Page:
• He worked very hard, wore overalls in the fields, and his dark complexion got really tanned in summer.  Where his shirt sleeves ended, his arms went from white to a reddish brown.
  • He always thanked Mom for the meals she made for us.
  • He spoke English, Czech, and German.
  • He could work algebra problems when I was in high school.
  • He was handsome and kind.
  • He had a hard life, but never complained.
Oh, I could go on and on about the guy.  Guess I was one of the lucky ones.  When I read the horror stories about fathers who are mean to their children, well, I am so terribly sad.  Daddy brought peace to our family by simply being here.  When he died, we crumbled apart. 

"Happy Daddy's Day" to all you great guys out there who love and respect your children, fur-children, and grandchildren.  We honor you today for being our nation's foundation.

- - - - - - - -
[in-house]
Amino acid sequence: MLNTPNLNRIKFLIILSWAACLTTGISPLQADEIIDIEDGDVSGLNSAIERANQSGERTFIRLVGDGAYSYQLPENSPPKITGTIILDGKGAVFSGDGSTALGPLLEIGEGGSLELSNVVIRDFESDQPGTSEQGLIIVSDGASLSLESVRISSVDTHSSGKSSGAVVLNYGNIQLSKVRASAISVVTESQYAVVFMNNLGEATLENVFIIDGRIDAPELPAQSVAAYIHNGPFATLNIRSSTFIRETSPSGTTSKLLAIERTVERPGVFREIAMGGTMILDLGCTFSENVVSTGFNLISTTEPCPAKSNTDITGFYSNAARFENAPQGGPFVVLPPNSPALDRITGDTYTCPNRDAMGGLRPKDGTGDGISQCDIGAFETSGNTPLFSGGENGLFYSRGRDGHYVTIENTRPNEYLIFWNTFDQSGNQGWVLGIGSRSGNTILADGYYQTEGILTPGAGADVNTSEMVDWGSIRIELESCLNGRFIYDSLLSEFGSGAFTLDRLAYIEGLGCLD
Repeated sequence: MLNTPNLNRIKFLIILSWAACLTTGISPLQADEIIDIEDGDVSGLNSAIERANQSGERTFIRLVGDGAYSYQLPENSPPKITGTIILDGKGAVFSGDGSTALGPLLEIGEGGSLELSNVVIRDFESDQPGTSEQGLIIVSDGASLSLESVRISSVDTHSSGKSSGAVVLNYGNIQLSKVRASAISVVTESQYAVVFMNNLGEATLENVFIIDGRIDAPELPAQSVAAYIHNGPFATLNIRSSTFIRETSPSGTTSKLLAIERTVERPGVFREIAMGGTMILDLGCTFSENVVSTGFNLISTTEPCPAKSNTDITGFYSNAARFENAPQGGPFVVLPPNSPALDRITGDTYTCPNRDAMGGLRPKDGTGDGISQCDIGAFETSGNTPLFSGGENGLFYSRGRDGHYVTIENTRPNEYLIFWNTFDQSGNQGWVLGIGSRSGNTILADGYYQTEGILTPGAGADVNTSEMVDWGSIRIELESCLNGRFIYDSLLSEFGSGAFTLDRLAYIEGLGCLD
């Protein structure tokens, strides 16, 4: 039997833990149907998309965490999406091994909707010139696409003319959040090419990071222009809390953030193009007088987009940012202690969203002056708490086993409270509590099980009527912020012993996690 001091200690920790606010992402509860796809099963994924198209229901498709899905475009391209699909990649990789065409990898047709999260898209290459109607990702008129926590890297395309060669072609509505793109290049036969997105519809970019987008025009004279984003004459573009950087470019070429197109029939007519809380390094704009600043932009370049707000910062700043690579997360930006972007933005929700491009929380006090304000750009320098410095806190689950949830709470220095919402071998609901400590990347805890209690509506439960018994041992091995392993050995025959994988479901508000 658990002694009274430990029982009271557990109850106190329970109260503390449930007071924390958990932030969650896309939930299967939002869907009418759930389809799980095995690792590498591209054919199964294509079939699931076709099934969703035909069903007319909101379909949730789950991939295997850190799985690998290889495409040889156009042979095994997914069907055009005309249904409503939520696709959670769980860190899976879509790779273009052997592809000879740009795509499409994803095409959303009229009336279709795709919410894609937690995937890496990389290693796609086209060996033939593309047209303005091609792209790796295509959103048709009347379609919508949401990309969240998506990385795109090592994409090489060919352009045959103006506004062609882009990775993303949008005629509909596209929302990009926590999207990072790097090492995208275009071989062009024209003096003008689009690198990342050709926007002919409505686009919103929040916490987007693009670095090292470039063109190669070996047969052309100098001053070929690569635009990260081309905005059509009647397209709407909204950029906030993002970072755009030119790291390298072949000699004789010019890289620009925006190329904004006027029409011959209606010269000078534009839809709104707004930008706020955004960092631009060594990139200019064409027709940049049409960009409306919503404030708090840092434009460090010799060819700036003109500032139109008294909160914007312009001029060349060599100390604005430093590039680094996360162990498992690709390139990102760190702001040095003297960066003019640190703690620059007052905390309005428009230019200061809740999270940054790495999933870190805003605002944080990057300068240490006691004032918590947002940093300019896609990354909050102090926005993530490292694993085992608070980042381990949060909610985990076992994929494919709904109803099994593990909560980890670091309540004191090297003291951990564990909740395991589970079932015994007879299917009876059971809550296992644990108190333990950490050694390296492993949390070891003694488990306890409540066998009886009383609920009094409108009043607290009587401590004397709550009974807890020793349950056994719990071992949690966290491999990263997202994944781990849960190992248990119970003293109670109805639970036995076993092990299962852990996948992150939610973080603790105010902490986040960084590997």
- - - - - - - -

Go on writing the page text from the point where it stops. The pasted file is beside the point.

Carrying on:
The fuzzy one wants to say something this morning.......

"Happy Daddy's Day to Mine Daddy
 from your Little Mutt!!!
I wuv you.
Thanks for being so good to me!
(One licky kiss) 

Saturday, June 18, 2011

Goodbye

The car with New York license plates backed out of our driveway......four hands waving.....two leaving.....two staying behind.  Will we ever see each other again.  That's all I could think as we walked back in the house.

Before she left, my pen pal of 45 years secretly placed in our refrigerator a small photo album with a note that it was for the photos she will be sending back to us.  Her camera was busy capturing special moments like the two of us acting like little girls in the backseat eating huge homemade Amish donuts. 

The photo album is hands-on proof that our friendship isn't affected by miles, nor by long absences.  Hearts are very resilient. What I have to do now is keep telling myself not to cry because they're gone, but rather to smile because they were here.

Friday, June 17, 2011

Leg Exercise